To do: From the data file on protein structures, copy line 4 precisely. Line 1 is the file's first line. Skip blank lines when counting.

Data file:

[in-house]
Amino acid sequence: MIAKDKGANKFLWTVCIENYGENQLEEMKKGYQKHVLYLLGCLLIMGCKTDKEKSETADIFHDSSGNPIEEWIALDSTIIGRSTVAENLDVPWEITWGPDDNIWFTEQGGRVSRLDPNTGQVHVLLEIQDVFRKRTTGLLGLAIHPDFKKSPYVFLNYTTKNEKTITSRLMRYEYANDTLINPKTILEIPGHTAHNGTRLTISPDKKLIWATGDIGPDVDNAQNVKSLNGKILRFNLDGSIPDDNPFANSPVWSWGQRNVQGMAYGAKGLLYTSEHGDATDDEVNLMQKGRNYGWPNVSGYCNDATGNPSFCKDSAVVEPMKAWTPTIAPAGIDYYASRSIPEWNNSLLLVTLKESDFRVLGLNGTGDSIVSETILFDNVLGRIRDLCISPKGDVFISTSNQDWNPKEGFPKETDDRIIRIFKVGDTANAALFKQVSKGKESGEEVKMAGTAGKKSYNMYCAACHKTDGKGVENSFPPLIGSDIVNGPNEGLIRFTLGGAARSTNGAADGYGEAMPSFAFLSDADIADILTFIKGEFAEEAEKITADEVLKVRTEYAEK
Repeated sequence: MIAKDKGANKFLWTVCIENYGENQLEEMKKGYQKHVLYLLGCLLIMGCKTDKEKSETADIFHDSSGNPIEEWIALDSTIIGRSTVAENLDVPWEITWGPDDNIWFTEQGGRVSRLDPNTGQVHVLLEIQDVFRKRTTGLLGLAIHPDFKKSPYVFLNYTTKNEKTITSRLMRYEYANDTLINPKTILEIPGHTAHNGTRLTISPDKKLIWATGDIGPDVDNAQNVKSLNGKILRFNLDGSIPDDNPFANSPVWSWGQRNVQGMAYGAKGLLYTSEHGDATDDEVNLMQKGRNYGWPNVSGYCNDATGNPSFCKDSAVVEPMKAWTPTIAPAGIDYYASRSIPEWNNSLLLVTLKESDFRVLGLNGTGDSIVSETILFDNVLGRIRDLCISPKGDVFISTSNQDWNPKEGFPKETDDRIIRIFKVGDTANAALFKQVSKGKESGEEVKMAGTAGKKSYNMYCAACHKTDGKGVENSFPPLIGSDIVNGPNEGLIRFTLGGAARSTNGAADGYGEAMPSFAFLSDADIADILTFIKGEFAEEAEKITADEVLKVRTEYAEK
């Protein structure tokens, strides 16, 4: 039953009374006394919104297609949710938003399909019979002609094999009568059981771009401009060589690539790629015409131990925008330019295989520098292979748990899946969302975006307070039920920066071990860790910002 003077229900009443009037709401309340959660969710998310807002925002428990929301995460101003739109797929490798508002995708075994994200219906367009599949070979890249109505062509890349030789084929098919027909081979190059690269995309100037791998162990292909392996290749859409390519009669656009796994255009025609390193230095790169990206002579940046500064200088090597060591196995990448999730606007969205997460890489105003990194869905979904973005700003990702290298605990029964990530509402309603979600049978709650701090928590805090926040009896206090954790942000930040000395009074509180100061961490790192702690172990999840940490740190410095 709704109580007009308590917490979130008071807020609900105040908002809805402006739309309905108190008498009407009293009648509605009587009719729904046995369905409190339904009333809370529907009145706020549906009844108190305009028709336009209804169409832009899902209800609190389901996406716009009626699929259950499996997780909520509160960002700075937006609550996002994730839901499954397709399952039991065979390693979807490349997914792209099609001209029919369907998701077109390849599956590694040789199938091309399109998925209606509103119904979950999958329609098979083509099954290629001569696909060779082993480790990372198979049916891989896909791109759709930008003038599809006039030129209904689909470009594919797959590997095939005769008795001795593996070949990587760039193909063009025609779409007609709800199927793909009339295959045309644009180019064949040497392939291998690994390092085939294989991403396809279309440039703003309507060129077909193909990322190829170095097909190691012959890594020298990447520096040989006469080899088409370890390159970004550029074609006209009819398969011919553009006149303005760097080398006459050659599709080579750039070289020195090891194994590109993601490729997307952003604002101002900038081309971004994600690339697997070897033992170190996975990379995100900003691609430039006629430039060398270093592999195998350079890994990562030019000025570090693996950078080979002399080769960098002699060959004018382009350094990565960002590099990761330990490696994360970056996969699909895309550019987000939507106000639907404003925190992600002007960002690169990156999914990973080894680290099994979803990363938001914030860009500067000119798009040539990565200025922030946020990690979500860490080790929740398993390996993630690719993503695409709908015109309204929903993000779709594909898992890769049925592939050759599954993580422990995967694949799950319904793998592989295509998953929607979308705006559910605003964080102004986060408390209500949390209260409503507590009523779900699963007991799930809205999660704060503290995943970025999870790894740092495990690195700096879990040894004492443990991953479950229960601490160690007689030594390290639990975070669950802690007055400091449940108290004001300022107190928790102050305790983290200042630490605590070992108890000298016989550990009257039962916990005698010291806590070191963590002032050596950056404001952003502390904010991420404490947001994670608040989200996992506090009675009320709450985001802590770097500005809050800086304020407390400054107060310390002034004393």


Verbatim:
């Protein structure tokens, strides 16, 4: 039953009374006394919104297609949710938003399909019979002609094999009568059981771009401009060589690539790629015409131990925008330019295989520098292979748990899946969302975006307070039920920066071990860790910002 003077229900009443009037709401309340959660969710998310807002925002428990929301995460101003739109797929490798508002995708075994994200219906367009599949070979890249109505062509890349030789084929098919027909081979190059690269995309100037791998162990292909392996290749859409390519009669656009796994255009025609390193230095790169990206002579940046500064200088090597060591196995990448999730606007969205997460890489105003990194869905979904973005700003990702290298605990029964990530509402309603979600049978709650701090928590805090926040009896206090954790942000930040000395009074509180100061961490790192702690172990999840940490740190410095 709704109580007009308590917490979130008071807020609900105040908002809805402006739309309905108190008498009407009293009648509605009587009719729904046995369905409190339904009333809370529907009145706020549906009844108190305009028709336009209804169409832009899902209800609190389901996406716009009626699929259950499996997780909520509160960002700075937006609550996002994730839901499954397709399952039991065979390693979807490349997914792209099609001209029919369907998701077109390849599956590694040789199938091309399109998925209606509103119904979950999958329609098979083509099954290629001569696909060779082993480790990372198979049916891989896909791109759709930008003038599809006039030129209904689909470009594919797959590997095939005769008795001795593996070949990587760039193909063009025609779409007609709800199927793909009339295959045309644009180019064949040497392939291998690994390092085939294989991403396809279309440039703003309507060129077909193909990322190829170095097909190691012959890594020298990447520096040989006469080899088409370890390159970004550029074609006209009819398969011919553009006149303005760097080398006459050659599709080579750039070289020195090891194994590109993601490729997307952003604002101002900038081309971004994600690339697997070897033992170190996975990379995100900003691609430039006629430039060398270093592999195998350079890994990562030019000025570090693996950078080979002399080769960098002699060959004018382009350094990565960002590099990761330990490696994360970056996969699909895309550019987000939507106000639907404003925190992600002007960002690169990156999914990973080894680290099994979803990363938001914030860009500067000119798009040539990565200025922030946020990690979500860490080790929740398993390996993630690719993503695409709908015109309204929903993000779709594909898992890769049925592939050759599954993580422990995967694949799950319904793998592989295509998953929607979308705006559910605003964080102004986060408390209500949390209260409503507590009523779900699963007991799930809205999660704060503290995943970025999870790894740092495990690195700096879990040894004492443990991953479950229960601490160690007689030594390290639990975070669950802690007055400091449940108290004001300022107190928790102050305790983290200042630490605590070992108890000298016989550990009257039962916990005698010291806590070191963590002032050596950056404001952003502390904010991420404490947001994670608040989200996992506090009675009320709450985001802590770097500005809050800086304020407390400054107060310390002034004393």